Each time that I am asked to represent New Jersey, Cumberland County, Millville, or Bridgeton at the Representative Assembly I am required to make a mandatory $180 political action committee (PAC) contribution.  I am encouraged, of course, to raise more.  This year, I was challenged to raise $200 or more.  The PAC gives the organization lobbying power which is necessary to ensure our voices are heard.


In years past, I’ve asked you to help me raise these funds.  Not this year! Although I still have to meet my $200 goal, many of you have offered without the request.  Thank you!  A generous offer from Rossi Honda of Vineland will allow me to defray some of my cost too.

hondaNea ra

This year I ask for your prayers.  My colleague Larry Blake and I will be driving the entire trip to Orlando.  Rather than flying, driving will offer us time for fellowship as we transcend the east coast.  We will be meeting plenty of interesting folks along the way, and we will be sharing our concerns as we look for answers.   It’s a long trip!  But we’ve been called to make it.  Prayers for a swift and safe journey is all that we ask.  Can you help us?

Committeeman Morton           Blake

I will be posting to Twitter (@ocelot74) and Facebook (New Jersey Teachers Unite) every step of the way to Orlando.  I’ll be using #neara15 and#RossiHonda2NEAra to keep you informed.  As we arrive in the “Happiest City on Earth” we’d like your support and most importantly your prayers…as we remain focused on the fundamentals of quality education.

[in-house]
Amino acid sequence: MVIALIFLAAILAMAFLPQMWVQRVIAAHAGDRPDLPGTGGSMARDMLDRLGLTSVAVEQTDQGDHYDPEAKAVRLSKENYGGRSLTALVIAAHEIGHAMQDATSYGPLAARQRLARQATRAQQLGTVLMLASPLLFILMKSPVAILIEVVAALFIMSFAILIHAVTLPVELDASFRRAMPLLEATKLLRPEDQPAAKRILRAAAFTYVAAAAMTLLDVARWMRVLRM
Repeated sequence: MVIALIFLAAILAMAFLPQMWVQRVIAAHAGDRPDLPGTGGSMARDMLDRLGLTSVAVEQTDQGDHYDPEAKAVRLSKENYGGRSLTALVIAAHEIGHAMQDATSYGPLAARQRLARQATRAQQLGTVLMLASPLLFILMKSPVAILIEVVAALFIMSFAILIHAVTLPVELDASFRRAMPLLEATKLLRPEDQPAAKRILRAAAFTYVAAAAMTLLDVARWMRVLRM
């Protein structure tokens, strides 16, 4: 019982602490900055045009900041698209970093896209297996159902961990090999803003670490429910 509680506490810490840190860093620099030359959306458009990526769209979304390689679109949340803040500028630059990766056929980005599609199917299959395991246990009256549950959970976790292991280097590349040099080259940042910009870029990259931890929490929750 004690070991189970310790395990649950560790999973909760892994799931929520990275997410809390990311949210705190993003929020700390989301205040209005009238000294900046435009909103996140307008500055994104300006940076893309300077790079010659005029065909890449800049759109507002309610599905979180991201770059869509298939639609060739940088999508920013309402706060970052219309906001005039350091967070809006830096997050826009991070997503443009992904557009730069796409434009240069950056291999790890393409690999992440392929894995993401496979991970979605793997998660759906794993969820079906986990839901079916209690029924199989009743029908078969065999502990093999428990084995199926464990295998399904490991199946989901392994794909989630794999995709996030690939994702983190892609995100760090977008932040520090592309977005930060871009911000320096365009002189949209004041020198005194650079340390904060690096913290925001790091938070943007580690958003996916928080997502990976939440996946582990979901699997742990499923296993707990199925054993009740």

Thanks for your support,

Mike Morton


NEA Representative Assembly 2015

P.S.   If you haven’t already checked out our “teacher idea exchanges” pages, click on the links below:

Dear Dad…

When there are so many things to write about and so many things to reflect on, today is a day that my focus shifts.  As a father and a son, Father’s Day is a day when I can do what ever I like (in theory).  However, it is the day that I represent all that is important to me.  Not too many fathers will admit, but the truth is that we are far more important than we are given credit for.  This is not to diminish mothers or grandmothers or even grandfathers, aunts, uncles, or anyone else that helps raise up a child.  But on this day we focus on the importance of fathers.

As an educator, I spend very little time discussing any of the “holidays” because of the need to focus on everything else.  I don’t place a high priority on any holiday because I end up having to justify and dance around beliefs systems. Otherwise I’d try to make a way to incorporate the meaning of the holiday into a bonafide lesson.  And because Father’s Day usually falls so close to the end of the school year that it gets overlooked anyway, no one complains–not even the dads.  The mayor of a local town recently posted to his Facebook page that he is so proud that 15 dads came out to the “Annual Donuts with Dad Breakfast. ” This kind of puzzled me.  I certainly could address that, but I’d like this story to take a different direction.